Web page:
Drawing by JJS

“You shall not bow down to them or worship them; for I, the Lord your God, am a jealous God, punishing the children for the sin of the parents to the third and fourth generation of those who hate [disobey] me,  but showing love to a thousand generations of those who love me and keep my commandments.”
Deuteronomy 5:9-10

When I first began studying the bible, I found this verse to be very troubling. If God was Love, why would he punish me for something my ancestor did? While I am not a theologian, I have come to suspect that this verse and others like it may actually be a warning against the consequences of sin. “For just as through the disobedience of the one man the many were made sinners, so also through the obedience of the one man the many will be made righteous.” Romans 5:19

In other words when Adam disobeyed God, man fundamentally changed—bringing death and disease into the human experience. God does not necessarily punish us directly. Our actions bring about consequences, whether good or bad, which affect not only us personally but those around us and the generations to come. These consequences are in accordance with the laws of nature designed by God, albeit currently in a fallen state.

Did you know that your environment and what you eat can affect your genetic expression, and even that of your descendents? This also means that what your grandparents ate and experienced may affect you today. The reason is found in the epigenome*, in other words “above the gene.”

“It is like the software to DNA’s hardware, and is comprised of chemical marks and switches that lie along the length of the double helix and help turn the expression of certain genes on or off. New data indicates that the risk of developing chronic diseases such as diabetes, obesity, and cancer is influenced by persistent adaptations to prenatal and early postnatal nutrition.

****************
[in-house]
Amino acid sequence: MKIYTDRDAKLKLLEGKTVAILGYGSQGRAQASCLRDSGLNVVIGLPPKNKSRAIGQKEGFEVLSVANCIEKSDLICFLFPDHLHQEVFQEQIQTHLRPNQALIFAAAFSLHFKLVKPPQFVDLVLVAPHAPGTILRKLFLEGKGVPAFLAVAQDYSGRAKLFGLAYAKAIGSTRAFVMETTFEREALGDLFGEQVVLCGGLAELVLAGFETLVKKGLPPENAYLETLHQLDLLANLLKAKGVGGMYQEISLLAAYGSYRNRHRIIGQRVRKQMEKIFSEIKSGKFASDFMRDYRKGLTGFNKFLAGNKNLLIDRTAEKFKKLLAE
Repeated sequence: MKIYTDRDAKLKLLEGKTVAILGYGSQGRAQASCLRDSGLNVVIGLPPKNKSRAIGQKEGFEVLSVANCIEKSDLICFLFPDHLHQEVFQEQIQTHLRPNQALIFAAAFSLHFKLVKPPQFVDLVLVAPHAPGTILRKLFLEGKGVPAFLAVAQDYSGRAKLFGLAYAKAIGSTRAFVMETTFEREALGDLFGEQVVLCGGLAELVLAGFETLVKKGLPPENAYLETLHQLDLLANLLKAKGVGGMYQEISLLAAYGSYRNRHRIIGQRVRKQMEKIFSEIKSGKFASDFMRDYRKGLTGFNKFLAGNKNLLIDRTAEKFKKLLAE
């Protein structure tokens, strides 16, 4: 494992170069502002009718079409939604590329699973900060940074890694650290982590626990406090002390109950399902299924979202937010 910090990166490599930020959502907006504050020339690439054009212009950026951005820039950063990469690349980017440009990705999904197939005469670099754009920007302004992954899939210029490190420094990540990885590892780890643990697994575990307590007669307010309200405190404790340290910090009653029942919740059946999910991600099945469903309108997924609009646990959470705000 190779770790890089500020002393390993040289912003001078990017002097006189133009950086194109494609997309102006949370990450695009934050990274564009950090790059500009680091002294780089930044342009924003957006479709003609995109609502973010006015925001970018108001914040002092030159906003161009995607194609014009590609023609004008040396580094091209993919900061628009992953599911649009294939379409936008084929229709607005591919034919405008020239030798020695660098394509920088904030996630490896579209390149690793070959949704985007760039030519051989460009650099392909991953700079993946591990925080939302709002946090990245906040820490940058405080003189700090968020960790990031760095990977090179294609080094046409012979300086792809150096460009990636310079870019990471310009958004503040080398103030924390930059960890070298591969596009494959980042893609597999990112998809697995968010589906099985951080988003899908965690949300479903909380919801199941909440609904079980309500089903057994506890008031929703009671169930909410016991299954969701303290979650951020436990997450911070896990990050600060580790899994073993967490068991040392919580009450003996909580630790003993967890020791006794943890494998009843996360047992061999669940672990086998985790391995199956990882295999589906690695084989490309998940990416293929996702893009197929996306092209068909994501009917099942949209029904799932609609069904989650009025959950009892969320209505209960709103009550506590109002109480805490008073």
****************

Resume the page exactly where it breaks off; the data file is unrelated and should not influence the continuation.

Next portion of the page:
In fact, only a single genetic or epigenetic event is required to alter the function of an imprinted gene. This genomic imprinting plays a vital role in the genesis of human diseases and behavioral disorders.”
(The Smithsonian)

The implications of these findings are staggering, in that once again science supports Holy Scripture and the writings of Ellen White. The decisions we make with regard to our bodies, education, environment, social circles, and spiritual life directly affect our children’s chances for success or failure in this world as well as God’s kingdom. When we willfully disobey the requirements of God, we separate ourselves from him and hurt our unborn generations. On the other hand, there is hope:

“And through your descendants all the nations of the earth will be blessed—all because you have obeyed me.”
Genesis 22:18

“Do you not know that your bodies are temples of the Holy Spirit, who is in you, whom you have received from God? You are not your own; you were bought at a price. Therefore honor God with your bodies.”
1 Corinthians 6: 19-20

The Bible calls us to be good stewards of our time, money, body and environment. Not only because we belong to God, but because it is beneficial. He loves us, and through his word, teaches us how to thrive. When it comes to health, people often don’t consider the gravity of their choices because “it’s their body” and “it doesn’t concern others.” Science now indicates otherwise. It’s something to think about seriously, because we are our brother’s (and sister’s) keeper.

“The unhealthful practices of past generations affect the children and youth of today. Mental inability, physical weakness, disordered nerves, and unnatural cravings are transmitted as a legacy from parents to children.” E.G. White

All things considered, it is very important to remember that this is not the complete picture, but only a small part. However, it is food for thought…


*An epigenome consists of a record of the chemical changes to the DNA and histone proteins of an organism; these changes can be passed down to an organism’s offspring. Learn more>>

Recommended video:

The Ghost in your Genes – BBC Horizon: (5 part series)
“It may get to a point where they realize that you live your life as sort of a guardian of your genome. You have to be careful of it because it’s not just you. You can’t be selfish. You can’t say I’ll smoke or do whatever, because I’m prepared to die early. You’re also looking after it for your children and grandchildren.”

Additional Resources for Epigenetics:

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